Executive Wounded in Firefight with Federal Agents

(USNewsMag.com) – On March 19th, the Bill and Hillary Clinton National Airport executive director, Bryan Malinowski, 53, was shot at his home in Little Rock, Arkansas, by agents with the Bureau of Alcohol, Tobacco, Firearms and Explosives (ATF) who were attempting to serve him with a search warrant.

Malinowski allegedly shot at the federal agents, wounding one agent, and was injured after being struck during the exchange of gunfire.

A statement from the ATF said that the wounded agent suffered non-life-threatening injuries.

According to a statement from Arkansas State Police, Malinowski was transported to a local hospital.

His brother, Matthew Malinowski, 55, said his younger brother remained unconscious as of March 20th after being shot in the head during the incident and is not expected to survive.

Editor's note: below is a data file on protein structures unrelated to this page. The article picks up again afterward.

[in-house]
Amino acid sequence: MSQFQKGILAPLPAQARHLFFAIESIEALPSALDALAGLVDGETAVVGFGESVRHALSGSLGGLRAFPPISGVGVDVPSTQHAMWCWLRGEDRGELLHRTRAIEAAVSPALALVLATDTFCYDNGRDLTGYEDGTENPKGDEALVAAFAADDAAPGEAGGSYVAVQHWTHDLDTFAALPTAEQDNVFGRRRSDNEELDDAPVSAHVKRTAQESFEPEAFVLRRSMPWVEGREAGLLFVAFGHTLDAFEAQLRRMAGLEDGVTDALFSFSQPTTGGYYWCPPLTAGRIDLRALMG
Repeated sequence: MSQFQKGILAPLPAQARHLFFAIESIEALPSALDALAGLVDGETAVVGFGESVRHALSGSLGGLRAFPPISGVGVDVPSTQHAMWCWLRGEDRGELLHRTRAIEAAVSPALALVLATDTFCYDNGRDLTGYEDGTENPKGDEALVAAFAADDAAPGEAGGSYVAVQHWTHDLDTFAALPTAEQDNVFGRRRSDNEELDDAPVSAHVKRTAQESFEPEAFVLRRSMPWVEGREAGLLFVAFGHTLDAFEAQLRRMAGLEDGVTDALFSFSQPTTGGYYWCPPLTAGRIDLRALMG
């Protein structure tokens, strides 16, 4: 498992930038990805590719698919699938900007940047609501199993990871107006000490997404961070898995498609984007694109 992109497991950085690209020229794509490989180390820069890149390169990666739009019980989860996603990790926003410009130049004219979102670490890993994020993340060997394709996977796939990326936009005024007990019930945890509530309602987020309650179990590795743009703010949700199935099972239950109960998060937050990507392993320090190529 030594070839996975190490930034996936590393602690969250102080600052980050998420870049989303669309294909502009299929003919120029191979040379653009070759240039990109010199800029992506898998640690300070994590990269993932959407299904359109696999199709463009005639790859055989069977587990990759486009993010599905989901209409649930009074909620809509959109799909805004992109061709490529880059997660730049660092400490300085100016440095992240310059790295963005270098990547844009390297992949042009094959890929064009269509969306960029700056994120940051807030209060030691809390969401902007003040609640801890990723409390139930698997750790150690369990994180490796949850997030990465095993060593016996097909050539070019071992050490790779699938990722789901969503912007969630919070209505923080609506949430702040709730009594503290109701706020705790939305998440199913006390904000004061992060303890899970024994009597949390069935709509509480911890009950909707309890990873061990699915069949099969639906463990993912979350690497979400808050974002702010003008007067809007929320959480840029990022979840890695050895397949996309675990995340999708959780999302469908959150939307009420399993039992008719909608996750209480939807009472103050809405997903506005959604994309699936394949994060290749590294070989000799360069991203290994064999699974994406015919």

The ATF declined to comment on why authorities were at the home to serve a search warrant. However, his older brother noted Bryan Malinowski was an avid collector of firearms, and neighbors reported seeing authorities carrying guns and ammunition from the home following the incident.

According to Matthew Malinowski, his brother owned five properties, made around $270,000-$280,000 annually, and was responsible for nearly 2,000 airport employees. He added that his brother “always kept his nose clean,” and, as far as he knew, had no enemies.

In 2008, Bryan Malinowski was hired as the director of Properties, Planning, and Development. At the time, he had over 30 years of airport leadership experience working at airports such as the El Paso International Airport, Fort Lauderdale-Hollywood International Airport, and Lehigh Valley International Airport. In 2009, he was promoted to deputy director, and he was promoted to executive director in 2019.

Following the shooting, Tom Clarke was named acting airport executive director by Airport Commission Chairman Bill Walker.

The incident is under investigation by the state police Criminal Investigation Division to determine if the use of deadly force by the ATF agents “was consistent with Arkansas law,” according to a police statement.

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